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It takes a long time to drive 9698.8 miles, no matter how fast you're going. This summer, it took me more than 246 hours behind the wheel to log the distance, for a pace of just under 40 miles per hour. At times, I crawled along much more slowly, inching my way through Chicago traffic jams or creeping back to Orlando in stop-and-go bottlenecks after the launch of STS-135. On the empty highways of West Texas, I drove much faster, doing 80 or 85 or 90 and watching for speed traps as if seeing them would absolve my moving violations. Once, I borrowed a car and drove more than 122 miles an hour.
I could see the end of my road trip, on the other side of the deserts of the American Southwest, the sun-parched stretch of near nothingness that conceals some of the country's greatest natural wonders. So after leaving Spaceport America in New Mexico, I prepared for a ironman push to the West Coast, my ultimate destination Los Angeles. Along the way, I'd stop at the Four Corners and the Grand Canyon and Las Vegas and probably some dusty, God-forsaken gas station in the middle of a field of rock and scrub and little else. It was going to be a long drive but, weirdly, I was excited.
In the wilderness of New Mexico, set in the dry, scrubby desert under a crystalline pale blue sky, is a construction site with a bombastic and cartoonish name, incomplete but already a monument to the hubris of interstellar exploration or maybe to tax-payer financed public-private partnerships of indeterminate future success.
Spaceport America, a beautiful collection of Googie-inspired hangars and control centers at the foot of the San Andres Mountains, will soon be the fully operational home of Virgin Galactic, the Richard Branson-backed tourism concern that plans to shoot rich people into sub-orbital space for $200,000 a ride.
The Spaceport could be the next Cape Canaveral, drawing tourists and geeks to see the future of manned (and unmanned) American space exploration. It could be a massive government boondoggle, a wasted $209 million investment that never pays back the people of New Mexico who financed its construction. Or it could be something entirely different. So I drove north out of Las Cruces to see it for myself.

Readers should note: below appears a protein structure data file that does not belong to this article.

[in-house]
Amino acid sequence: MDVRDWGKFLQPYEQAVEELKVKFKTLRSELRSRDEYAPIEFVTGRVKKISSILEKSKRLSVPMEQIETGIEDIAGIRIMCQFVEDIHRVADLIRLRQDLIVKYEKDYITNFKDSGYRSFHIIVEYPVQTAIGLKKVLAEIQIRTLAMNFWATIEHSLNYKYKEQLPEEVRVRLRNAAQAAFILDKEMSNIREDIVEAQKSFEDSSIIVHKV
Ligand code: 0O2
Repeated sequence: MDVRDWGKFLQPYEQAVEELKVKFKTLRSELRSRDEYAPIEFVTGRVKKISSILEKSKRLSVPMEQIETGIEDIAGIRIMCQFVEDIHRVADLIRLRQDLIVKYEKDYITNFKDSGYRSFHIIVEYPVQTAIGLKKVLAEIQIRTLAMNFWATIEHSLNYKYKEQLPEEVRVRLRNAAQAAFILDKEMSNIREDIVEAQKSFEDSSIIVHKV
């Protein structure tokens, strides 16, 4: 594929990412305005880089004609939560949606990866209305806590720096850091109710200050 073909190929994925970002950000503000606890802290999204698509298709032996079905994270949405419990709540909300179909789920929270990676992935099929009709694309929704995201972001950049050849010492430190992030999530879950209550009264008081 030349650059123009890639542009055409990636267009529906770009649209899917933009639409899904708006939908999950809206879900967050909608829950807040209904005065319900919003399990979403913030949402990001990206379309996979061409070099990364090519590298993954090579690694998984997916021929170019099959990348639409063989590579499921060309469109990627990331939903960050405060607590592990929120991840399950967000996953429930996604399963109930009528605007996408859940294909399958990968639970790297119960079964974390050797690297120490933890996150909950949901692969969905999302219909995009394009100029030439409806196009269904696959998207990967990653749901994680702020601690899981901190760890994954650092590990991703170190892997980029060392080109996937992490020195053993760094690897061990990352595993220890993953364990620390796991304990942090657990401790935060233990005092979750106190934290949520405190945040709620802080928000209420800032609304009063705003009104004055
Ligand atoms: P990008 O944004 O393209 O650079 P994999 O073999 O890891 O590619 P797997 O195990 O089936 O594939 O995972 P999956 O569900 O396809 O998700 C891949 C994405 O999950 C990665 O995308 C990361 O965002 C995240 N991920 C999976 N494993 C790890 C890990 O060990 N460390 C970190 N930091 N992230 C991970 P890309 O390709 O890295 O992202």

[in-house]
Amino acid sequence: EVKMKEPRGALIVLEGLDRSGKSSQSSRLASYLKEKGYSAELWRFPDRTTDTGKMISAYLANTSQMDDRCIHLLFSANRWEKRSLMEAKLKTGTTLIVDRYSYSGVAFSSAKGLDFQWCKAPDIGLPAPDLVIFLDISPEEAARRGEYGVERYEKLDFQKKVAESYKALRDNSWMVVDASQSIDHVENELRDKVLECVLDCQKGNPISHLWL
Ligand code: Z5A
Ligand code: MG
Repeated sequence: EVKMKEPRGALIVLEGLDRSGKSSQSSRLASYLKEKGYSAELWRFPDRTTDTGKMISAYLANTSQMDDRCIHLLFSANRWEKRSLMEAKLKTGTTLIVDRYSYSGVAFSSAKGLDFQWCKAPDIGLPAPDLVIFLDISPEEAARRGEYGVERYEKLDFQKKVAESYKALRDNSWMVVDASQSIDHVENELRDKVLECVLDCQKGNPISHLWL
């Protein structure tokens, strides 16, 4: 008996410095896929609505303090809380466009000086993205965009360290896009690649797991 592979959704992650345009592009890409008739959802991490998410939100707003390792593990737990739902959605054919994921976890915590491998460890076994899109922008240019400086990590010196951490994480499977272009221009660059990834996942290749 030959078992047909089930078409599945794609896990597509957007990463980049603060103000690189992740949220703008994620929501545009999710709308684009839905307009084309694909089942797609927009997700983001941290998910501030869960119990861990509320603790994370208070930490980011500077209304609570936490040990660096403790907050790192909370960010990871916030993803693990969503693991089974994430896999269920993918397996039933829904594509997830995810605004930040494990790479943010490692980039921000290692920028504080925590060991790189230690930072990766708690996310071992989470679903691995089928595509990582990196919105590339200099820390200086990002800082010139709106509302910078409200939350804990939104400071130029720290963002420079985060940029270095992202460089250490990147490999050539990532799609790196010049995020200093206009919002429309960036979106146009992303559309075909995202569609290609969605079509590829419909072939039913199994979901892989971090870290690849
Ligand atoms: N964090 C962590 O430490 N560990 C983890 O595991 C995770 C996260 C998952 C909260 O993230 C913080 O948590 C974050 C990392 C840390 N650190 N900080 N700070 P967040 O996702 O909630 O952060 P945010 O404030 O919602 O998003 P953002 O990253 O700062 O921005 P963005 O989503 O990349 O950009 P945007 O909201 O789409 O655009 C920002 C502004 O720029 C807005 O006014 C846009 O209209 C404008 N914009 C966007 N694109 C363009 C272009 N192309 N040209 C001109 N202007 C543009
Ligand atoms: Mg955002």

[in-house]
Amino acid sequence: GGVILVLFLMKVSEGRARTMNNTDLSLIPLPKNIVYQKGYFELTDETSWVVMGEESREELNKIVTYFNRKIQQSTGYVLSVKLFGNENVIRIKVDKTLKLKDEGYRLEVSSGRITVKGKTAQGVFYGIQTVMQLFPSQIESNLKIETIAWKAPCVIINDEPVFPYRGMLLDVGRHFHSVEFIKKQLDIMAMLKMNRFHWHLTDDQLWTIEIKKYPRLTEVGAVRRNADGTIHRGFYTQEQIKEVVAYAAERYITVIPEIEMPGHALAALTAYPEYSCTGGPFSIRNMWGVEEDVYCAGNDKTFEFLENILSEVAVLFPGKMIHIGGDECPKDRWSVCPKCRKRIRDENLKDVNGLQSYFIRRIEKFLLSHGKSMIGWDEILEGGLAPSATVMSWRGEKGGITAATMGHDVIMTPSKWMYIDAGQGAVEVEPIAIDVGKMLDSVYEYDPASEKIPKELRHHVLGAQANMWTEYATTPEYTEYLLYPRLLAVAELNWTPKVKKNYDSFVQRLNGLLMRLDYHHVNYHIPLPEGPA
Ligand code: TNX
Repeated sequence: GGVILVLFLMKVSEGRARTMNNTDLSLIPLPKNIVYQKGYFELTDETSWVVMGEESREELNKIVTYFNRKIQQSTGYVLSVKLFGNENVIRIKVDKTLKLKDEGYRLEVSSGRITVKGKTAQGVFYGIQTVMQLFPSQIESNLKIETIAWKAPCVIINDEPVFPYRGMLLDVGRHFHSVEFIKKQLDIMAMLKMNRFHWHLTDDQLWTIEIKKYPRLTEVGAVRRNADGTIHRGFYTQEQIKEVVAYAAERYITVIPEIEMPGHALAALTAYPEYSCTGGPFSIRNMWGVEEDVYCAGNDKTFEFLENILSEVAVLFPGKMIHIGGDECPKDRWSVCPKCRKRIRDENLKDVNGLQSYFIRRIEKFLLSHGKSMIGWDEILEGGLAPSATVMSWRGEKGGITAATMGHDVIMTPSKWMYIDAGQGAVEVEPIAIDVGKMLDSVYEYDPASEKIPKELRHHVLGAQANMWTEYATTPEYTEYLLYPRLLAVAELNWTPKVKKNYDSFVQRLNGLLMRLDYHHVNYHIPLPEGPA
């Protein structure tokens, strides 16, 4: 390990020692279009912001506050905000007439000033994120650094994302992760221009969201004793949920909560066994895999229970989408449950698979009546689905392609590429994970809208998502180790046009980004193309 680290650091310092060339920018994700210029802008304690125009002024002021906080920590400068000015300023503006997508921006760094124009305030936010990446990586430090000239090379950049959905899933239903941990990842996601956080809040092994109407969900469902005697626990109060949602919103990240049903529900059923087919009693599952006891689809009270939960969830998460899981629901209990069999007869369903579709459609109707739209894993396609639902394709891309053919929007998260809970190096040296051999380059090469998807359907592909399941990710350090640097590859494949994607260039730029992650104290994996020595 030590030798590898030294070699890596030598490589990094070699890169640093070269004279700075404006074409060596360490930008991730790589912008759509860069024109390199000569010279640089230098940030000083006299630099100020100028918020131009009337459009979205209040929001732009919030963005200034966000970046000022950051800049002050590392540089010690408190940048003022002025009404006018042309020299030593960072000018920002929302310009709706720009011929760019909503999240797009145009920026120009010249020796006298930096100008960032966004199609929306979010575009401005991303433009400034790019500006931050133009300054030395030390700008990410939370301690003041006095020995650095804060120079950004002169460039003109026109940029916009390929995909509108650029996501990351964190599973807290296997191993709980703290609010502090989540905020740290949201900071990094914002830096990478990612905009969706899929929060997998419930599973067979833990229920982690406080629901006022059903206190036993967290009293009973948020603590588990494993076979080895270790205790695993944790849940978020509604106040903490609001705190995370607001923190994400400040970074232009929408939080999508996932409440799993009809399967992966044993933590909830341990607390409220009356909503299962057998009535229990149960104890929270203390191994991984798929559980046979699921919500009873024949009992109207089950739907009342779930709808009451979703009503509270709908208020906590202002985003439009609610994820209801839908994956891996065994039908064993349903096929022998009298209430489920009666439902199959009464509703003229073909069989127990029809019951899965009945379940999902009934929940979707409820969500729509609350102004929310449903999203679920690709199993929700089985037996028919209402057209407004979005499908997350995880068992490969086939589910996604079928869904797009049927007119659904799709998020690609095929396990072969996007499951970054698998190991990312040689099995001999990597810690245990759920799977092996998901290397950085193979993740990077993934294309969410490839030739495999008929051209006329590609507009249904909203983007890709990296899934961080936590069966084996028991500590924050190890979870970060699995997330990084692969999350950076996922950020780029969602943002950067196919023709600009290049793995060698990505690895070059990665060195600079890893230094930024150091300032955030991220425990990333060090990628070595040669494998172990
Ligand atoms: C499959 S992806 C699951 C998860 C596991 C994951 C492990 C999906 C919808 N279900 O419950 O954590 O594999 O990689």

"I've been here about a year and a half," says my tour guide, a young yoga instructor who also works at this art museum on the grounds of a former army base in Marfa, Texas. "It feels longer."
Marfa is like that. Pulled from obscurity by the Chinati Foundation, an art museum started by contemporary sculptor Donald Judd, it's now a tiny raft of a town in the sea of the high desert of West Texas, an island of civilization where you can buy feed for your livestock around the block from a gourmet grilled cheese shop.
This October will be the 25th anniversary of the creation of Chinati. With the occasion comes some perspective on what's changed and what remains the same here in Marfa, where time seems to move more slowly than the puffy cotton clouds dotting the deep blue canvas of the giant Texas sky.
Seeing the recovery underway in Joplin, Missouri was an end point to a chapter of my trip. I'd done the Great Lakes, the East Coast, the South and, now, the Midwest. As I drove out of Missouri, the great expanse of the West loomed, a monstrous stretch of America to cover in the less than two weeks that remained in my trip.
I wasn't looking forward to it. After eight weeks in the car, on the road, sleeping on floors, in tents, in anonymous hotel rooms and cozy bed and breakfasts, I could feel the end of the trip creeping closer, my end goal of Los Angeles in sight, if more than 2,000 miles away by the sinuous route I'd plotted. But first, I'd spend the night in Oklahoma City.